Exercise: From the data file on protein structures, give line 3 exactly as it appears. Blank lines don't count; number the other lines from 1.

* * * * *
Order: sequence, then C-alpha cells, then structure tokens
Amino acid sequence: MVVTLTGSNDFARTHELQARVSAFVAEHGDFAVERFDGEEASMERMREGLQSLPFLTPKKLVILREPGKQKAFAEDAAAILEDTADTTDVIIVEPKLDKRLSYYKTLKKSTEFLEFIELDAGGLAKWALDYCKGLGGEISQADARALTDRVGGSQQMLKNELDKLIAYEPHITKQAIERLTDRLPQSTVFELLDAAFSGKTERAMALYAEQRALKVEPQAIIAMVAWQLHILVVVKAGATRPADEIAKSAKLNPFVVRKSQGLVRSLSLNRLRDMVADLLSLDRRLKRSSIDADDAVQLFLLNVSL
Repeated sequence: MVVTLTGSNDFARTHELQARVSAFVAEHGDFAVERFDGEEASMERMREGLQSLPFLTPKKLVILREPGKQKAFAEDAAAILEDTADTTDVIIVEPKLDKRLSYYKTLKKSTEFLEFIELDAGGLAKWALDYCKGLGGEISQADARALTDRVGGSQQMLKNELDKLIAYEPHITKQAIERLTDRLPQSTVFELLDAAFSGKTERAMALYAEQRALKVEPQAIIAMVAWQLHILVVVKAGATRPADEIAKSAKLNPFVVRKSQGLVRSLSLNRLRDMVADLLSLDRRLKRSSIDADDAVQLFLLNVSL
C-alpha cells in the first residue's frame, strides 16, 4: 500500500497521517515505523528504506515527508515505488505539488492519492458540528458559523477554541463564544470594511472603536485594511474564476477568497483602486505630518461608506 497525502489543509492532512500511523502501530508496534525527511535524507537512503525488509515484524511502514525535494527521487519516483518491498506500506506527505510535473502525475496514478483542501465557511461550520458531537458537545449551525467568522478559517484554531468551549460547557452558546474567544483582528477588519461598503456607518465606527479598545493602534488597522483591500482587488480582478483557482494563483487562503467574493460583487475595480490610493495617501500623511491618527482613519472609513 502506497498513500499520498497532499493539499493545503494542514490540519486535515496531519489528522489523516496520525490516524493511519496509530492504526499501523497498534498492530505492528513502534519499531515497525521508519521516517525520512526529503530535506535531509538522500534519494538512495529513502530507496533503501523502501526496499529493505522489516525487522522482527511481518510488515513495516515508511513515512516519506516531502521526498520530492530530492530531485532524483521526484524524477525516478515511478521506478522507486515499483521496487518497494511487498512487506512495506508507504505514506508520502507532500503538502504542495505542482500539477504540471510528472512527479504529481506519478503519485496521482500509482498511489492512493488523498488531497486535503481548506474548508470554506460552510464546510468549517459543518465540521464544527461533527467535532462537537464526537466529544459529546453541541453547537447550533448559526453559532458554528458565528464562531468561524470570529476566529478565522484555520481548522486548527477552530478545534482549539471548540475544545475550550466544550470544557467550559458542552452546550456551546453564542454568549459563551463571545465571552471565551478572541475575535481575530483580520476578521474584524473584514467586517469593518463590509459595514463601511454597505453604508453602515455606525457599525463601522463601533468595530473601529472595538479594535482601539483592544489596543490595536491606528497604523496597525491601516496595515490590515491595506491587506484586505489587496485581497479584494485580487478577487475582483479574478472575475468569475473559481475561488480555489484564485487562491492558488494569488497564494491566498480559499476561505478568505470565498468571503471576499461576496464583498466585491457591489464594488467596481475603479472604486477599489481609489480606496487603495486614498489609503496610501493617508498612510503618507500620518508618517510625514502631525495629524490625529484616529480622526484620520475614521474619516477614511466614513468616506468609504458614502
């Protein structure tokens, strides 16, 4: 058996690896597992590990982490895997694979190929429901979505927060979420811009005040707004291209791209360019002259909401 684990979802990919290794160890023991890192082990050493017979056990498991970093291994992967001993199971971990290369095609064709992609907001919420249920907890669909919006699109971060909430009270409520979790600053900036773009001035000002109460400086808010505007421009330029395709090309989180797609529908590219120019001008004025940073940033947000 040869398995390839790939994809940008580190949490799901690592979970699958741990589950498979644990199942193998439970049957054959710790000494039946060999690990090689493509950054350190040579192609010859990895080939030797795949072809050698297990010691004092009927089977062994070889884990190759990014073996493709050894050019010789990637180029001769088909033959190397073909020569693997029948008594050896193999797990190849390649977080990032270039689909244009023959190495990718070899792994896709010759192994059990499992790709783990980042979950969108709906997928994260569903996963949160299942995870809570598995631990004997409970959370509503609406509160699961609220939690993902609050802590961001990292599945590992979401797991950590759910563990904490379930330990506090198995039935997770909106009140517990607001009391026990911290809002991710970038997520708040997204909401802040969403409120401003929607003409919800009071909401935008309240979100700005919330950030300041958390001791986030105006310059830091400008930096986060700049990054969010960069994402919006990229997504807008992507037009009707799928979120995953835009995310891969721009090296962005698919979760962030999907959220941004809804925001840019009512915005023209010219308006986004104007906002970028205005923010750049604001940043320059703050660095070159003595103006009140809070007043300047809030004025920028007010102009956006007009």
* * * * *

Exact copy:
Repeated sequence: MVVTLTGSNDFARTHELQARVSAFVAEHGDFAVERFDGEEASMERMREGLQSLPFLTPKKLVILREPGKQKAFAEDAAAILEDTADTTDVIIVEPKLDKRLSYYKTLKKSTEFLEFIELDAGGLAKWALDYCKGLGGEISQADARALTDRVGGSQQMLKNELDKLIAYEPHITKQAIERLTDRLPQSTVFELLDAAFSGKTERAMALYAEQRALKVEPQAIIAMVAWQLHILVVVKAGATRPADEIAKSAKLNPFVVRKSQGLVRSLSLNRLRDMVADLLSLDRRLKRSSIDADDAVQLFLLNVSL